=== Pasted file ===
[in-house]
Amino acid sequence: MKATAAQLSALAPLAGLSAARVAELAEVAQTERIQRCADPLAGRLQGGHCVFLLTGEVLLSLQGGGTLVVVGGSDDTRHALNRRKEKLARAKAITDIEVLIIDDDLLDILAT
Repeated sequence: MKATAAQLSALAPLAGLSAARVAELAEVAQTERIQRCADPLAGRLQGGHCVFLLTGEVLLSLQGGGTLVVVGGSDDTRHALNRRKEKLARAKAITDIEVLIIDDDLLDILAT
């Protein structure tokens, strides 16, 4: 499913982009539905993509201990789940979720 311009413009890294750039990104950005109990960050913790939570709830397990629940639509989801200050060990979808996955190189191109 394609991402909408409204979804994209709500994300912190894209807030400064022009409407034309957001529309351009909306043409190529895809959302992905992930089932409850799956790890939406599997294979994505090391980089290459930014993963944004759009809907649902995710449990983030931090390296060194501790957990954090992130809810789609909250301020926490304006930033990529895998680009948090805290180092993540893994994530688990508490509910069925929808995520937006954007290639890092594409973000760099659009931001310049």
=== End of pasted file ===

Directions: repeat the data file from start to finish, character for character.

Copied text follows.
[in-house]
Amino acid sequence: MKATAAQLSALAPLAGLSAARVAELAEVAQTERIQRCADPLAGRLQGGHCVFLLTGEVLLSLQGGGTLVVVGGSDDTRHALNRRKEKLARAKAITDIEVLIIDDDLLDILAT
Repeated sequence: MKATAAQLSALAPLAGLSAARVAELAEVAQTERIQRCADPLAGRLQGGHCVFLLTGEVLLSLQGGGTLVVVGGSDDTRHALNRRKEKLARAKAITDIEVLIIDDDLLDILAT
């Protein structure tokens, strides 16, 4: 499913982009539905993509201990789940979720 311009413009890294750039990104950005109990960050913790939570709830397990629940639509989801200050060990979808996955190189191109 394609991402909408409204979804994209709500994300912190894209807030400064022009409407034309957001529309351009909306043409190529895809959302992905992930089932409850799956790890939406599997294979994505090391980089290459930014993963944004759009809907649902995710449990983030931090390296060194501790957990954090992130809810789609909250301020926490304006930033990529895998680009948090805290180092993540893994994530688990508490509910069925929808995520937006954007290639890092594409973000760099659009931001310049």